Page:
Now you Know

2970. Fact
Babies start dreaming even before they're born.

2971. Fact
In literature, the average length of a sentence is around 35 words.

2972. Fact
Leonardo Da Vinci never signed or dated his most famous painting, the Mona Lisa

2973. Fact
The symbol on the pound key (#) is called an octothorpe.

2974. Fact
Mercury is the only metal that is liquid at room temperature.

2975. Fact
The sperm count of an average American male compared to thirty years ago is down thirty percent

2976. Fact
Because metal was scarce; the Oscars given out during World War II were made of plaster.

2977. Fact
A cat has 32 muscles in each ear.

2978. Fact
The 1st winner of the Academy Award for best picture, and the only silent film to achieve that honor, was the 1927 film, "Wings".

2979. Fact
Pearls melt in vinegar.

2980. Fact
The number of triplets born in the US in 1994 (4,594) was more than triple the number born in 1971 (1,034), an increase attributed to older age of the mothers and the use of fertility-enhancing drugs and techniques.

2981. Fact
Every Swiss citizen is required by law to have a bomb shelter or access to a bomb shelter.

2982. Fact
The states with the most presidential burial sites: Ohio and Virginia (tie).

2983. Fact
Moscow weathermen can be fined for inaccurate weather forecasting.

2984. Fact
Before roasting, some green coffee beans are stored for years, and experts believe that certain beans improve with age, when stored properly.

2985. Fact
The largest employer in the world is the Indian railway system in India, employing over 1.6 million people

2986. Fact
When sharks bite down, their eyes automatically close in case their prey starts squirming trying to get free, and thereby cause damage to the shark's eyes in the process.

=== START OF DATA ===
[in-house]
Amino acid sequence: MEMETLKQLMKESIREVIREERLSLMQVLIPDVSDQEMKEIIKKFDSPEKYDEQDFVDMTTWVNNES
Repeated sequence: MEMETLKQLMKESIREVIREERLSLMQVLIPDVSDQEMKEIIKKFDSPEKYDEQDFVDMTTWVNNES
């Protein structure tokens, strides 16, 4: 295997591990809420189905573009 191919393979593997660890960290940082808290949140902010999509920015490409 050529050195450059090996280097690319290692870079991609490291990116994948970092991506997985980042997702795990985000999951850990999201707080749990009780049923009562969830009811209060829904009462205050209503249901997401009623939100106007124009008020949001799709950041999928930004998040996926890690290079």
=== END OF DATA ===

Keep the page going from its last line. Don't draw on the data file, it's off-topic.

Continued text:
2987. Fact
If you attempted to count to stars in a galaxy at a rate of one every second it would take around 3,000 years to count them all.

2988. Fact
A common custom in Spain is to eat one grape for each of the last 12 seconds of every year for good luck

2989. Fact
The only 15 letter word that can be spelled without repeating a letter is uncopyrightable.

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Simple Science

Some Uses of a Thermometer

Heat:
One of the chief values of a thermometer is the service it has rendered to medicine. If a thermometer is held for a few minutes under the tongue of a normal, healthy person, the mercury will rise to about 98.4 F. If the temperature of the body registers several degrees above or below this point, a physician should be consulted immediately. The temperature of the body is a trustworthy indicator of general physical condition; hence in all hospitals the temperature of patients is carefully taken at stated intervals.

Commercially, temperature readings are extremely important. In sugar refineries the temperature of the heated liquids is observed most carefully, since a difference in temperature, however slight, affects not only the general appearance of sugars and sirups, but the quality as well. The many varieties of steel likewise show the influence which heat may have on the nature of a substance. By observation and tedious experimentation it has been found that if hardened steel is heated to about 450 F. and quickly cooled, it gives the fine cutting edge of razors; if it is heated to about 500 F. and then cooled, the metal is much coarser and is suitable for shears and farm implements; while if it is heated but 50 F. higher, that is, to 550 F., it gives the fine elastic steel of watch springs.

A thermometer could be put to good use in every kitchen; the inexperienced housekeeper who cannot judge of the "heat" of the oven would be saved bad bread, etc., if the thermometer were a part of her equipment. The thermometer can also be used in detecting adulterants. Butter should melt at 94 F.; if it does not, you may be sure that it is adulterated with suet or other cheap fat. Olive oil should be a clear liquid above 75 F.; if, above this temperature, it looks cloudy, you may be sure that it too is adulterated with fat.

FIG. - A well-made commercial thermometer.

English Phrases
Hobbies are activities that we do in our spare time (= free time)

Things people play



Note: People join clubs (= become members of clubs) where they can play cards and chess.

Things people collect



Outdoor activities



With these hobbies we can use two different verbs, go and do:
We often go camping in the summer, or I do a bit of / a lot of rock climbing in the summer.

Creative hobbies



Note: When we start a hobby for the first time we often use the phrasal verb take up, and when we stop doing the hobby for the final time, we often use the phrasal verb give up.
I took up golf when I was fifteen, but I gave it up last year.
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